History does not repeat itself precisely but the Conservative Party has certainly been in a similar mess before, divided and saddled with a lame duck leader – as Duncan Smith, May and Johnson know to their cost. For me the most indicative parallels are with the fates of Iain Duncan Smith in 2003 and John Major following Black Wednesday in 1992.
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IDS was leader of the opposition, rather than Prime Minister. The issues about his leadership were personal rather than linked to a cabinet team. He was the first leader chosen in a ballot by the Tory party leadership following “democratising” changes brought in by William Hague. His ousting as leader was brutally quick. He gave his conference speech on 9th October, lost a confidence vote of MPs less than three weeks later on 29th October and resigned on 6th November. The Conservatives put on a public show of loyalty at the Conference, breaking up the leader’s speech with almost twenty standing ovations. Privately MPs were quick to mutter that “he had to go.” Truss did not seek or enjoy similar two-faced public displays of devotion in Birmingham this year. She has thrown her chancellor over board in record time, just over a fortnight after a lacklustre conference.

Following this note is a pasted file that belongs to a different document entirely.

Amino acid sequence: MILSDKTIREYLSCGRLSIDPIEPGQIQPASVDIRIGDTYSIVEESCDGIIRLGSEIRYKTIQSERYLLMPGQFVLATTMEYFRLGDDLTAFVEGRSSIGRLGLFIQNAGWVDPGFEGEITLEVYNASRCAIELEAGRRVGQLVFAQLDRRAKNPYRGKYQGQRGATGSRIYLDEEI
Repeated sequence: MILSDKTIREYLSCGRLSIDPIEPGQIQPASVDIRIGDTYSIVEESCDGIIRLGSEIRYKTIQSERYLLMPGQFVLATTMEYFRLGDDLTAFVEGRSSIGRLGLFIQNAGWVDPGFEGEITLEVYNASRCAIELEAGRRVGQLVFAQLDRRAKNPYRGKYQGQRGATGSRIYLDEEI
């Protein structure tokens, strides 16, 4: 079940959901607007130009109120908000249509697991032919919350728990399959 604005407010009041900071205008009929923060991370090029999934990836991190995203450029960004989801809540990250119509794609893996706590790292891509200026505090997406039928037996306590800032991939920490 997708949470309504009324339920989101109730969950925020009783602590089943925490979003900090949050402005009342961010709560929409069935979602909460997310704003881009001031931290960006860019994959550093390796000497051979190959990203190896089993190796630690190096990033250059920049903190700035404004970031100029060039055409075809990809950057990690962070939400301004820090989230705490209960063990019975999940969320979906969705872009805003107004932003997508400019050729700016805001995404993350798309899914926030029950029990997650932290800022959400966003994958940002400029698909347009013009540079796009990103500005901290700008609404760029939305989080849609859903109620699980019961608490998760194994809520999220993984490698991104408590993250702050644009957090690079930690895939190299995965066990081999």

John Major and his chancellor Norman Lamont were also “joined at the hip” like Truss and Kwarteng, in their case supporting sterling’s membership of the Exchange Rate Mechanism. Unlike Truss, Major kept his chancellor on after their crisis day of soaring mortgages on Black Wednesday on 16th September 1992. The pair were cruelly caricatured as a Laurel and Hardy duo. Like “I’m not going anywhere” Kwarteng, Lamont shouldered his way through the annual IMF/World Bank meeting in Washington DC claiming he was “singing in the bath”. Unlike Kwarteng, Lamont survived until May the following year, when another musical sally – “Je ne regrette rien” – during the Newbury by-election campaign finally cost him his job. The Conservatives lost catastrophically to the Liberal Democrats.